June 14-17, 2021

Non-Equilibrium Thermodynamics in Biology:
from Chemical Reaction Networks to Natural Selection

Larry Li, Bill Cannon and I ran a session non-equilibrium thermodynamics in biology at SMB2021, the annual meeting of the Society for Mathematical Biology. You can see talk slides here! Here is the basic idea:
Since Lotka, physical scientists have argued that living things belong to a class of complex and orderly systems that exist not despite the second law of thermodynamics, but because of it. Life and evolution, through natural selection of dissipative structures, are based on non-equilibrium thermodynamics. The challenge is to develop an understanding of what the respective physical laws can tell us about flows of energy and matter in living systems, and about growth, death and selection. This session will address current challenges including understanding emergence, regulation and control across scales, and entropy production, from metabolism in microbes to evolving ecosystems.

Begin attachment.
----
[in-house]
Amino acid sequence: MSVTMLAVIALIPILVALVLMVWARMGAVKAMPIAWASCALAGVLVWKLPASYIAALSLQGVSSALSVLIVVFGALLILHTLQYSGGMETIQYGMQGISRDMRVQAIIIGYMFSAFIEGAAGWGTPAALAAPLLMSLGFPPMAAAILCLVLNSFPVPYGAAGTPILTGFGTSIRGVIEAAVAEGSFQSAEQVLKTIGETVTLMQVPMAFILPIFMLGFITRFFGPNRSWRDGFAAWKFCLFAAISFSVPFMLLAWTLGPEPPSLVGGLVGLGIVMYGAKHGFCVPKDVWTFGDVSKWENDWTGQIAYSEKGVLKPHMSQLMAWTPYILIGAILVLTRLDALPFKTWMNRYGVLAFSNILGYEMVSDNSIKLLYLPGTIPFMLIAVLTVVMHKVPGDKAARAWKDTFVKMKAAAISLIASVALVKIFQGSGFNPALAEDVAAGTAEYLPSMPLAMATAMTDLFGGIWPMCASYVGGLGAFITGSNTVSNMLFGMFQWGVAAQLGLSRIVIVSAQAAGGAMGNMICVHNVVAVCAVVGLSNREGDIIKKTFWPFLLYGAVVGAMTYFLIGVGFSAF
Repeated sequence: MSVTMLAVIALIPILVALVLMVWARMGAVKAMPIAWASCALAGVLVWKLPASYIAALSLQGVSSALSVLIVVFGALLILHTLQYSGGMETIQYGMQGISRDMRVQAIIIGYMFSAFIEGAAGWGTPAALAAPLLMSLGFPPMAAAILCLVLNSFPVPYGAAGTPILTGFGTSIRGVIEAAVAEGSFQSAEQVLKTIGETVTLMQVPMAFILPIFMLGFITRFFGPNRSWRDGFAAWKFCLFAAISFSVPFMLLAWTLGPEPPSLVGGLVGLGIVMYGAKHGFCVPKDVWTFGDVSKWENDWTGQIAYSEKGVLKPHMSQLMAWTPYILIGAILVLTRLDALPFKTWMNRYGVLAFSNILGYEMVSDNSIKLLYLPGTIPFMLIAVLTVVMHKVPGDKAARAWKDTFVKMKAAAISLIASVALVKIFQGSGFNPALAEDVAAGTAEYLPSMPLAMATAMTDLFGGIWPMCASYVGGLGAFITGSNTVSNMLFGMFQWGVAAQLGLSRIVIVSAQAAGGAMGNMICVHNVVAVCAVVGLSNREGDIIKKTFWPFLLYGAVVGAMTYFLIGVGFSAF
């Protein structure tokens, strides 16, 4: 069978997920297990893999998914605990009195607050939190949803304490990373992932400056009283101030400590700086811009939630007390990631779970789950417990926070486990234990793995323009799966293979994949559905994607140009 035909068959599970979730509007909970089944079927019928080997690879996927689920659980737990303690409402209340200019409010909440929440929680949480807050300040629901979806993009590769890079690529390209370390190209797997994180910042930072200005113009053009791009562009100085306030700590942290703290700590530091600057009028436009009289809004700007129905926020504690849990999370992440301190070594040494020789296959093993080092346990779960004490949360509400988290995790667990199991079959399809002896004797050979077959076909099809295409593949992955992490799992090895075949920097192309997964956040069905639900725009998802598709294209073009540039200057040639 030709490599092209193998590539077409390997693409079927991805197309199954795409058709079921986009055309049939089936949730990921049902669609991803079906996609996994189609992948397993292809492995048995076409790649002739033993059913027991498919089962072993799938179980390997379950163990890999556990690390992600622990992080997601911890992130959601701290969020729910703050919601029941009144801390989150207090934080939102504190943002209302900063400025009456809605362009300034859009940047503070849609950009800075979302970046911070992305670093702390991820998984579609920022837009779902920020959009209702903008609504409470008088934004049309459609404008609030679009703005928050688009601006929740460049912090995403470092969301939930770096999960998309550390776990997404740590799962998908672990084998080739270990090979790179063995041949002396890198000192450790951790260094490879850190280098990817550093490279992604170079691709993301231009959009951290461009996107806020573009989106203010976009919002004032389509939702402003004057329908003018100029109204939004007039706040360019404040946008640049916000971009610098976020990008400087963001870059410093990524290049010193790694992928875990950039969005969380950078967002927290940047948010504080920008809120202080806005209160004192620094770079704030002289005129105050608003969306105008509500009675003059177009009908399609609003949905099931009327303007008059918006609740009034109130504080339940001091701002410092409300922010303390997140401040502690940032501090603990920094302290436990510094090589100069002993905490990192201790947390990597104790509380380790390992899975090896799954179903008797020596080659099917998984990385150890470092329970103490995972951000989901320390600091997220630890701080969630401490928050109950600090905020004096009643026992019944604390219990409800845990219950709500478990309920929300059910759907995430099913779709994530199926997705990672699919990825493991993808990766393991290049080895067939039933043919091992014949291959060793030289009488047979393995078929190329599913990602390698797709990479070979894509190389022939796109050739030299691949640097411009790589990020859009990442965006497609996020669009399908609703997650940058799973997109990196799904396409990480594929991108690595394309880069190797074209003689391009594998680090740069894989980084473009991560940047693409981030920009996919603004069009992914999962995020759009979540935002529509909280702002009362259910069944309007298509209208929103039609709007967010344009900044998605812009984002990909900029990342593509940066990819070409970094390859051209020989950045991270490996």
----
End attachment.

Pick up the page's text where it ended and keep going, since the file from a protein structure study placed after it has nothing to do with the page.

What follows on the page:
Click on the links to see talk slides:

Copyright held by the authors; figure by Joseph Vallino and Julie Huber.